Chaos Theory (S/F) / (S/F-S)

Chaos theory is a field of mathematics which describes the behavior of complex systems as impacted by their initial conditions. It has applications in many fields of science: physics, meteorology, engineering, economics, biology, sociology, and philosophy, among others. Chaos theory describes the apparent randomness of nature as being controlled by underlying patterns, feedback loops, repetition, and other effects. A classic example is the butterfly effect; the minute displacement of air caused by the flapping of a butterfly’s wings could be enough to affect what type of weather occurs elsewhere in the world. This makes any natural system inherently unpredictable, and complicates long-term forecasting. Chaos is defined by mathematician Edward Lorenz as “when the present determines the future, but the approximate present determines the approximate future.”

The more chaotic a system (meaning, the more sensitive the system is to its initial conditions), the more difficult it will be to make an accurate prediction about the future of that system. In effect, an increased number of variables within the system will decrease the accuracy of specific predictions.

As applied to InGen Technologies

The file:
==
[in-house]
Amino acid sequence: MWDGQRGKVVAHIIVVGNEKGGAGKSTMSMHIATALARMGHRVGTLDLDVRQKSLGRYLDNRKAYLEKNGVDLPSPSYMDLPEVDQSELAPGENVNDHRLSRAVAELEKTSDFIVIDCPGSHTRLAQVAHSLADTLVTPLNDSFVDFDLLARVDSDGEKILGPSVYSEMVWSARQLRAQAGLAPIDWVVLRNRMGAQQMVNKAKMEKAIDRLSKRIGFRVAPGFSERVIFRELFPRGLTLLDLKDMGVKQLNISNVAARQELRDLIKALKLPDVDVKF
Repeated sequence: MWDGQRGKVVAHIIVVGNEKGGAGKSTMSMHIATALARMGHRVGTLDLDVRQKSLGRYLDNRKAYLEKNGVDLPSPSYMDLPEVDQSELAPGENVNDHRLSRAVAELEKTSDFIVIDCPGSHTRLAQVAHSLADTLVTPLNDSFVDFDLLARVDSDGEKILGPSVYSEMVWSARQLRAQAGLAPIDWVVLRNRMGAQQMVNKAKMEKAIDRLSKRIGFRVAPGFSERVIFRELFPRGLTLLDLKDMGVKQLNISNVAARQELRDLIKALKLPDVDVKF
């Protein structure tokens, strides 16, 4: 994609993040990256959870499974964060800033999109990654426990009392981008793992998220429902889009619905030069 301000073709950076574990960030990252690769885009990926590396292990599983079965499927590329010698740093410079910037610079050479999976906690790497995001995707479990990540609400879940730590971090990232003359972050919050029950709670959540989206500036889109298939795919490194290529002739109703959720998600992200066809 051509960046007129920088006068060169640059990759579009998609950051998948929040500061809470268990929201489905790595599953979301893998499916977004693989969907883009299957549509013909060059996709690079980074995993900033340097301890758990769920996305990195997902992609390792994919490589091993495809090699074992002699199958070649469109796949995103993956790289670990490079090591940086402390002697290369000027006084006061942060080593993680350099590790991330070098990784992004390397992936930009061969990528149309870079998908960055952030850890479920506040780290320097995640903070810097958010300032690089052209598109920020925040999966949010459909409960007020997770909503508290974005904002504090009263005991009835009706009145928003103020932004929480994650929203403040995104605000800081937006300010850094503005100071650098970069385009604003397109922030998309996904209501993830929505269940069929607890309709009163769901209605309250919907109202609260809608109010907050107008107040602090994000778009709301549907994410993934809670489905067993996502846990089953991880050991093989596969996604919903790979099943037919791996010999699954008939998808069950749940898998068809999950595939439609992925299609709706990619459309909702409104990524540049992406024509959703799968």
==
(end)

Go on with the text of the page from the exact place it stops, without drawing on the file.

American mathematician and “chaotician” Dr. Ian Malcolm was heavily critical of the Jurassic Park project in 1993, with many of his arguments based in chaos theory. De-extinction was still a fairly new field of science and technology, having existed for less than ten years. Nevertheless, InGen acted as though they had all of the details figured out; most of their employees were fairly confident that the results of de-extinction could be predicted with enough accuracy to feature the organisms in a safari park. Most of Dr. Malcolm’s criticisms centered around this assumption of control. Paleontologists Dr. Alan Grant and Dr. Ellie Sattler concurred with Dr. Malcolm, providing examples of InGen making judgment calls regarding the animals and plants of the island without having full knowledge of the possible effects. The chaotic nature of Isla Nublar, as well as other InGen ventures, resulted in a lack of predictability that caused many problems for the people and other organisms involved.

These unforeseen variables included:

Jurassic Park
  • Intelligence in the animals, particularly problem-solving capabilities of Velociraptor
  • Previously unknown biological features in the animals, such as the venom in Dilophosaurus and Troodon
  • Gastrolith consumption in herbivores resulting in accidental consumption of poisonous plants
  • Susceptibility of de-extinct organisms to extant pathogens such as the common cold virus
  • Unintentional mutations caused by genetic hybridization, resulting in unforeseen biological traits
  • Animals adapting to mutated effects, such as protogyny permitting some to breed
  • The possibility of disgruntled employees committing corporate espionage
  • Rapidity with which animals would escape confinement if given the opportunity
  • Adverse weather conditions occurring at an inopportune time
  • Malfunction of the geothermal power plant
1997 Hunter Expedition
  • Natural resources rendering the lysine contingency useless
  • The possibility that John Hammond would send a team to counteract that sent by Peter Ludlow
  • Behavior of dinosaurs under stressful conditions
  • Extent of parental behavior in Tyrannosaurus rex